Among the drawbacks of this approach are a longer loan term and more interest paid over the life of the loan. If you had a low interest rate on your first mortgage and rates are higher today, then you would forfeit your initial rate by refinancing. You'll also need to qualify for the higher loan amount and higher monthly payments based on your income, credit and assets, which will mean a stricter underwriting process.

Pay Off Your HELOC With a Personal Loan

The benefit of converting your HELOC into a fixed-rate loan is that you'll no longer be subject to fluctuating market rates. Having the stability and security of knowing your future monthly payments is an advantage, especially if you're on a fixed income or planning for retirement. Fixed-rate installment loans are generally offered as personal or signature loans (not tied to your home equity). Refinancing with a personal loan also allows you to remove the lien that your HELOC lender has on your house, and generally requires no collateral.

Keep this in mind: By choosing to convert your HELOC into a fixed-rate loan, you will still encounter the payment shock of going from an interest-only payment to paying principal and interest. Fixed-rate installment loans also carry higher rates and are generally carried over much shorter terms (three to five years). Many personal lenders won’t allow you to use your loan to repay a mortgage product, so you may need to shop around to find one who does.

Choose a HELOC With a Fixed-Rate Lock

While this isn't necessarily a refinancing tactic, if you happen to be looking for a new HELOC, consider lenders that offer HELOCs with fixed-rate locks. These behave similarly to traditional HELOCs with variable-rate terms, but they allow you to lock in a fixed rate on all or a portion of your draw amount for a nominal fee. This provides you with the flexible draws of a HELOC as well as the added certainty of a fixed-rate loan.

Fixed-rate HELOCs tend to have higher rates than adjustable-rate loans on similar terms. Many also require you to pay above-market rates in the short term to lock in your rate, which may be disadvantageous if interest rates were to drop over the long term. It’s likely that you’ll also need to pay additional fees to secure your rate lock.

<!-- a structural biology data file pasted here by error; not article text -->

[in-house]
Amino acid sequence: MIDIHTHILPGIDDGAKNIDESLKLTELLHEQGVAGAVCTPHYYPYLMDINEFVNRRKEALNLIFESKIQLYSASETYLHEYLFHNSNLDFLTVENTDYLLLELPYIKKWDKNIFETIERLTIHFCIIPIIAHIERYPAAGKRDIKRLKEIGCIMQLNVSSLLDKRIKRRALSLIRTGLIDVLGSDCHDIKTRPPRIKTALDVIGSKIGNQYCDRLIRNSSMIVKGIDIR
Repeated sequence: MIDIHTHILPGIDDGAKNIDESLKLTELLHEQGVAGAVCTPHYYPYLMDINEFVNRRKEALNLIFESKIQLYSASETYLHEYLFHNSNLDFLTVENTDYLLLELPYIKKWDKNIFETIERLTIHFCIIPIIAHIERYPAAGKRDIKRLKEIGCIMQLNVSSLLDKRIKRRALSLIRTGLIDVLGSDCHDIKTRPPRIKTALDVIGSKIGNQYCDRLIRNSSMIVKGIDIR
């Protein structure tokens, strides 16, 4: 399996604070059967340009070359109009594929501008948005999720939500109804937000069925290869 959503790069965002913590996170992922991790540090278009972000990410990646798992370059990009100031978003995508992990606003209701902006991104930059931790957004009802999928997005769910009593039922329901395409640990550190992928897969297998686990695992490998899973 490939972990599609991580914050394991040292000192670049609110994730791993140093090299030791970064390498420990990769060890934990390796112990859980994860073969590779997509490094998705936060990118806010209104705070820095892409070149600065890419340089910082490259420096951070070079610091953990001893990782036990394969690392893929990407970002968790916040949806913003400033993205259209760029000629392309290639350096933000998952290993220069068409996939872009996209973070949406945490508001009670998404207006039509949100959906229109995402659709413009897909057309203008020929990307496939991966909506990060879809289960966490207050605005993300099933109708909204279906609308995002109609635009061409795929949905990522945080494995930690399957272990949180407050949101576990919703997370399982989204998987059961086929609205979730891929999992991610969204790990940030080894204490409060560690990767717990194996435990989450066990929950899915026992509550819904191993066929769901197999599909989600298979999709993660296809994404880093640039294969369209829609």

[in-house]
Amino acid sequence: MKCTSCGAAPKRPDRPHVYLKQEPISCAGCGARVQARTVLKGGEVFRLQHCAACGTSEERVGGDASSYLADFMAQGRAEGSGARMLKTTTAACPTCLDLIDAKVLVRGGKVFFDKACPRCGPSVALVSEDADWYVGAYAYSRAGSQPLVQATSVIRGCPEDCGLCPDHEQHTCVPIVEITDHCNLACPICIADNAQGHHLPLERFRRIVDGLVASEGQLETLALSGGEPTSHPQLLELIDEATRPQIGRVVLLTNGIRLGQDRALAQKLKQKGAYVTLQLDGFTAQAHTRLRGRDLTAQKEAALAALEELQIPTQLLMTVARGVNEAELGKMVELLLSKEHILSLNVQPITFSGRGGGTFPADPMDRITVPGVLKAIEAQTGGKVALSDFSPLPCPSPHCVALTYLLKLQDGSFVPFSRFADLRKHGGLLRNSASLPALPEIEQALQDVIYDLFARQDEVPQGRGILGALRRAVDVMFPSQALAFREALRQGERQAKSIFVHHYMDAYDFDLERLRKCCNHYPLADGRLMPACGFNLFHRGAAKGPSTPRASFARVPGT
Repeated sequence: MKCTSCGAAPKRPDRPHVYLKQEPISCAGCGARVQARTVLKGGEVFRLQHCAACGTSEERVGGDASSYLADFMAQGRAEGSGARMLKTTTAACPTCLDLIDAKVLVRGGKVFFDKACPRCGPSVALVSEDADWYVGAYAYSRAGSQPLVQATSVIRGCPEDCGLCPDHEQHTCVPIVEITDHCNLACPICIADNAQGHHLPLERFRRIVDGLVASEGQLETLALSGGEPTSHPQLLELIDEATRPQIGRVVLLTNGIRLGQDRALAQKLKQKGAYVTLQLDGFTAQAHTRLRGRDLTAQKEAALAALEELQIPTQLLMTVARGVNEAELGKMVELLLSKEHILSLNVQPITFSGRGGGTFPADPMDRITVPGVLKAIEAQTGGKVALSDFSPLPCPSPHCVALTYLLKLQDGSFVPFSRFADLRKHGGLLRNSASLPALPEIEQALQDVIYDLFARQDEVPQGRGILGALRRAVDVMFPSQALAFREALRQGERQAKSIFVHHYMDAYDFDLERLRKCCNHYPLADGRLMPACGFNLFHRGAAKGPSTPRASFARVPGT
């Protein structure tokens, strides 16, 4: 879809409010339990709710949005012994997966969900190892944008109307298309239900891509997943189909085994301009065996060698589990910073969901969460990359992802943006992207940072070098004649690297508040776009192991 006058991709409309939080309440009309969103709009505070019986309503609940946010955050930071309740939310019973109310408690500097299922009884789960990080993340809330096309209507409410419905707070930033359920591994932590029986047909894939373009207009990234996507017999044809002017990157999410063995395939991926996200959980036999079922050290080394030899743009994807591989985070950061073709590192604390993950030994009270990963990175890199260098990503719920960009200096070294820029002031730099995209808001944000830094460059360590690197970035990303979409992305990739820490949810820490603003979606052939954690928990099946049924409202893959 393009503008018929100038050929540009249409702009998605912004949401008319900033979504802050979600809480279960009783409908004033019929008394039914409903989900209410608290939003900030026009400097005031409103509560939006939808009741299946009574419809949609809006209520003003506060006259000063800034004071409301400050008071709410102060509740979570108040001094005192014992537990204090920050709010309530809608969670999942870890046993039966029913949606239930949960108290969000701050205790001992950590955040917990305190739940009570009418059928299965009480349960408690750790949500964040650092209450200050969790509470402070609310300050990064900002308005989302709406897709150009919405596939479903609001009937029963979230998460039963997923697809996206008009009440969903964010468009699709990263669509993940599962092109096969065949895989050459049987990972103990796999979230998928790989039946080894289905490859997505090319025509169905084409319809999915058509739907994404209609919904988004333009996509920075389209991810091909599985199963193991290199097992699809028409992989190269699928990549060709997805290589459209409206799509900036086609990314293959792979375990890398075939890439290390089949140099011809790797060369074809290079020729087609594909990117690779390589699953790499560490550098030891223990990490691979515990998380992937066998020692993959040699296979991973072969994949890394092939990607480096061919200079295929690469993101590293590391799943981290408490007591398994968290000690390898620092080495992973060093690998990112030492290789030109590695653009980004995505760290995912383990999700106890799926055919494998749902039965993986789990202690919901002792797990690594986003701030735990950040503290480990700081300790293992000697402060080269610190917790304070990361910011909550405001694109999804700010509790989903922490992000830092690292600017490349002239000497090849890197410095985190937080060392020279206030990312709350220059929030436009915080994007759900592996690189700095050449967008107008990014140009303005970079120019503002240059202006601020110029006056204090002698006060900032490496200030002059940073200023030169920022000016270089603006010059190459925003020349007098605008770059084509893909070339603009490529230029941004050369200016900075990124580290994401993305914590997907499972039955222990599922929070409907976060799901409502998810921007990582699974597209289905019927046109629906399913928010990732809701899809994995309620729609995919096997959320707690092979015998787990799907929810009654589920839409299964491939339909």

What If You Owe More on Your HELOC Than Your Home Is Worth?

If you owe more on your home than it's currently worth, consider obtaining a mortgage modification. Refinancing an underwater HELOC is difficult, as the HELOC is tied to your home's value, so if you don't have a positive equity position, then there's nothing securing the debt. You'll need to work with your current lender to come up with other options for repayment. They may offer to restructure your HELOC over a longer repayment period or reduce the interest rate to create a more manageable monthly payment.

Loan modifications are discretionary and may or may not be approved by your lender. You'll need to make a formal request and show that it would be impossible for you to meet your obligations if the lender doesn't change your terms. Keep in mind, defaulting on your HELOC can lead to foreclosure just as it could with a first mortgage. Therefore, a loan modification is usually preferable to default.

What Do you Need to Refinance Your HELOC?

To refinance your HELOC, you'll need to show lenders that you have the capacity to repay, the collateral to cover your debts and the credit to qualify for your loan. When it comes to refinancing a HELOC, much of these will be the same concerns that you'll have when refinancing a primary mortgage, with the added consideration of your equity position.

  • Capacity represents your ability to repay the loan, based on your income and overall debts. Lenders offering HELOCs set their debt-to-income ratio guidelines based on what their investors are willing to accept, so there is variation across the industry. A good rule of thumb is that all of your mortgage debt should not exceed a third of your gross income, and your total debts should not exceed 43% of your gross income.
  • Collateral refers to the amount of equity you have in your home. Certain products will allow you to borrow up to 90% of the appraised value.
  • Credit summarizes the debt you've managed in the past, and a credit score is an assigned value that determines how well you've handled that debt. Qualifying to refinance your HELOC means meeting minimum FICO score requirements. It's also best if you don't have major derogatory items on your credit report, such as late payments, charge-offs or bankruptcies, within a certain time frame. Each lender sets its own minimum score requirements; but in general, the better your score, the better the rates and programs you'll qualify for.

Prior to 2008, home equity lines of credit were very common and easy to obtain. Many lenders incorrectly assumed that home values would continue to increase steadily over time, and they offered lines of credit based on projected values. When home prices declined sharply, many lines of credit were abruptly closed by lenders due to "asset depreciation." This prevented homeowners from taking any more draws against their equity as property values fell and short sales and foreclosures rose.

It used to be much easier to get a HELOC when loan approvals were based only on the approximate value of the home. HELOCs are now offered based on current appraisal values, and many lenders require you to qualify based on the total projected principal and interest payments. They may also apply an adjustment factor to the initial interest rate, making sure you can still repay the loan if interest rates rise in the future.

Kenny Zhu

Kenny is a Banking and Mortgage Research Analyst for ValuePenguin and has worked in the financial industry since 2013. Previously, Kenny was a Senior Investment Analyst at PFM Asset Management LLC. He holds a Bachelors of Science from Carnegie Mellon University, where he majored in International Relations & Politics. He is a CFA® charterholder.

Editorial Note: The content of this article is based on the author’s opinions and recommendations alone. It has not been previewed, commissioned or otherwise endorsed by any of our network partners.